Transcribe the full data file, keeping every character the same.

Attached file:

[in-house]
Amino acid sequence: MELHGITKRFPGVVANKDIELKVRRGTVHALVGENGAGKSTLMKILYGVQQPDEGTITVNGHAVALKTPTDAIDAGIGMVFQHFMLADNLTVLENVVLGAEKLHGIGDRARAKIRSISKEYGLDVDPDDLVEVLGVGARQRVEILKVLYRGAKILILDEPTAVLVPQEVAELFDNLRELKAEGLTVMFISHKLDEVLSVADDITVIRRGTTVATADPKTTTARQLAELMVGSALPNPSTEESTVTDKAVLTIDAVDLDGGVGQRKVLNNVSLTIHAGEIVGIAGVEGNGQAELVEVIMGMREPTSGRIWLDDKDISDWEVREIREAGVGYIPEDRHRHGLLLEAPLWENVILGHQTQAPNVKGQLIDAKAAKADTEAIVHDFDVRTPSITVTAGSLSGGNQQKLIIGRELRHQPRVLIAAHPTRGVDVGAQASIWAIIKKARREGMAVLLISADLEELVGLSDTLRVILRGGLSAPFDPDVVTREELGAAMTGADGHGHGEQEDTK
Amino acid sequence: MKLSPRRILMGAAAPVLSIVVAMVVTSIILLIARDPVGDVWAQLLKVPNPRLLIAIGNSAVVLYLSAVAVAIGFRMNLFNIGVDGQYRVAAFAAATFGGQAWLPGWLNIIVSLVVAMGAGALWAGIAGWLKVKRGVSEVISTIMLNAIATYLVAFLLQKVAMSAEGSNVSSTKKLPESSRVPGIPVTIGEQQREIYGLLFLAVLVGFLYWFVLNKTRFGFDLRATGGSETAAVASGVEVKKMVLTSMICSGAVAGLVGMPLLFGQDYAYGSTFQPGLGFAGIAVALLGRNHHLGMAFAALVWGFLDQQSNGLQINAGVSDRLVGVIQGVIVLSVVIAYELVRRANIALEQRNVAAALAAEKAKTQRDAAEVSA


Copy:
[in-house]
Amino acid sequence: MELHGITKRFPGVVANKDIELKVRRGTVHALVGENGAGKSTLMKILYGVQQPDEGTITVNGHAVALKTPTDAIDAGIGMVFQHFMLADNLTVLENVVLGAEKLHGIGDRARAKIRSISKEYGLDVDPDDLVEVLGVGARQRVEILKVLYRGAKILILDEPTAVLVPQEVAELFDNLRELKAEGLTVMFISHKLDEVLSVADDITVIRRGTTVATADPKTTTARQLAELMVGSALPNPSTEESTVTDKAVLTIDAVDLDGGVGQRKVLNNVSLTIHAGEIVGIAGVEGNGQAELVEVIMGMREPTSGRIWLDDKDISDWEVREIREAGVGYIPEDRHRHGLLLEAPLWENVILGHQTQAPNVKGQLIDAKAAKADTEAIVHDFDVRTPSITVTAGSLSGGNQQKLIIGRELRHQPRVLIAAHPTRGVDVGAQASIWAIIKKARREGMAVLLISADLEELVGLSDTLRVILRGGLSAPFDPDVVTREELGAAMTGADGHGHGEQEDTK
Amino acid sequence: MKLSPRRILMGAAAPVLSIVVAMVVTSIILLIARDPVGDVWAQLLKVPNPRLLIAIGNSAVVLYLSAVAVAIGFRMNLFNIGVDGQYRVAAFAAATFGGQAWLPGWLNIIVSLVVAMGAGALWAGIAGWLKVKRGVSEVISTIMLNAIATYLVAFLLQKVAMSAEGSNVSSTKKLPESSRVPGIPVTIGEQQREIYGLLFLAVLVGFLYWFVLNKTRFGFDLRATGGSETAAVASGVEVKKMVLTSMICSGAVAGLVGMPLLFGQDYAYGSTFQPGLGFAGIAVALLGRNHHLGMAFAALVWGFLDQQSNGLQINAGVSDRLVGVIQGVIVLSVVIAYELVRRANIALEQRNVAAALAAEKAKTQRDAAEVSA